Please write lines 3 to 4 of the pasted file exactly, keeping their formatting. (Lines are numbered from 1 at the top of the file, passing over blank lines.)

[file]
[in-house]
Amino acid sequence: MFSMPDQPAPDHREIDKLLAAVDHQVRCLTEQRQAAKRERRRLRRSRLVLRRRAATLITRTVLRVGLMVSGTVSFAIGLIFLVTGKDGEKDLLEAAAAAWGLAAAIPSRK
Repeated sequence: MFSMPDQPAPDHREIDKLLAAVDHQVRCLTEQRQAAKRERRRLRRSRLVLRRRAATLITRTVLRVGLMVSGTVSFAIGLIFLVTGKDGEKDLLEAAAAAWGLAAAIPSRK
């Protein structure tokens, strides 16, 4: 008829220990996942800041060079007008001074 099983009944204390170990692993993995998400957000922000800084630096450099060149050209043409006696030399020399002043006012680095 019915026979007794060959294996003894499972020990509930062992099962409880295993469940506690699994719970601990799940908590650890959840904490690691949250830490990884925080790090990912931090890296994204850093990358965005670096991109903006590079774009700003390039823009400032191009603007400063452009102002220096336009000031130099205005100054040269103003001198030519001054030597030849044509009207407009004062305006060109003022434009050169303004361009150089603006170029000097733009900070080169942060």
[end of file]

Repeated sequence: MFSMPDQPAPDHREIDKLLAAVDHQVRCLTEQRQAAKRERRRLRRSRLVLRRRAATLITRTVLRVGLMVSGTVSFAIGLIFLVTGKDGEKDLLEAAAAAWGLAAAIPSRK
């Protein structure tokens, strides 16, 4: 008829220990996942800041060079007008001074 099983009944204390170990692993993995998400957000922000800084630096450099060149050209043409006696030399020399002043006012680095 019915026979007794060959294996003894499972020990509930062992099962409880295993469940506690699994719970601990799940908590650890959840904490690691949250830490990884925080790090990912931090890296994204850093990358965005670096991109903006590079774009700003390039823009400032191009603007400063452009102002220096336009000031130099205005100054040269103003001198030519001054030597030849044509009207407009004062305006060109003022434009050169303004361009150089603006170029000097733009900070080169942060």